Cult '90s Heroes Hum Are More Confident Than Ever on Comeback Album 'Inlet'
Published Jul 10, 202022 years removed from their last release, Hum have returned with Inlet, their best album to date. Since 1998's Downward Is Heavenward, they've influenced just about every recognizable strand of alternative rock around. You don't get the heft of Isis, the haze of DIIV or the sincerity of Touché Amoré without Hum. There's also a special kind of synchronicity in Inlet dropping just three days after the 20th anniversary of Deftones' White Pony, an album that wears the Hum influence quite literally on its sleeve.
Inlet makes clear that, despite the pervasive influence and time away, the Champaign, IL, quartet are not a legacy act. Hum have outworked themselves on many fronts. "The Summoning" features some of the heaviest riffs in the bands catalogue and moves with a lurching pace that typifies much of the album. One of four tracks that exceeds an eight-minute runtime, "Desert Rambler" gently unfurls to reveal the most mature and arresting vocal performance of Matt Talbott's career. The production was handled in-house, a fact that makes sense of some of the idiosyncratic but effective choices throughout. "Cloud City," for example, elevates a guitar solo with ethereal pads that threaten to overwhelm the mix each time they appear.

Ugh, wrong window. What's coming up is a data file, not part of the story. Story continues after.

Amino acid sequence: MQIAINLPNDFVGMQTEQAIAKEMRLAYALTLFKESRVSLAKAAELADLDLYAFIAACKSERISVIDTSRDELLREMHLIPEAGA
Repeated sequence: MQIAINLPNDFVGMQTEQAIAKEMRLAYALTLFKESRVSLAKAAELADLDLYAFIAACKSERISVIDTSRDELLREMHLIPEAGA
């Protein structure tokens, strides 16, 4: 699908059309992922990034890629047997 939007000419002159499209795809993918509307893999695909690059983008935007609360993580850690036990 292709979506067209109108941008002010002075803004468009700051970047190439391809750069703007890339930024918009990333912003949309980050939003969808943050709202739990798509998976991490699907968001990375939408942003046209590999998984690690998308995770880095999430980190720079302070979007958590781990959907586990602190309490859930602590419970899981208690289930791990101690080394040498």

What sets Inlet apart from its predecessors is not that it is heavier, more able to take advantage of hooky vocal melodies, more sonically adventurous or more organically produced — those dimensions were present on albums past. Inlet is not a powerful album because it does more. Inlet is powerful because it exudes grace. The guitar slides that introduce "Desert Rambler" would sound ill-timed if not for the utter confidence on display throughout the rest of the track. The distorted guitar swells that mark a shift in the dynamics of "Cloud City" are sloppy by most other records' standards. Here, they are charming. Most of the back half of "Folding" is taken up by an unassuming drone. Consider the maturity required to end a record, full of peaks and valleys, the way Hum does on "Shapeshifter." These are markers of musicians sure of themselves, sure of each other and sure of their songs. (Polyvinyl)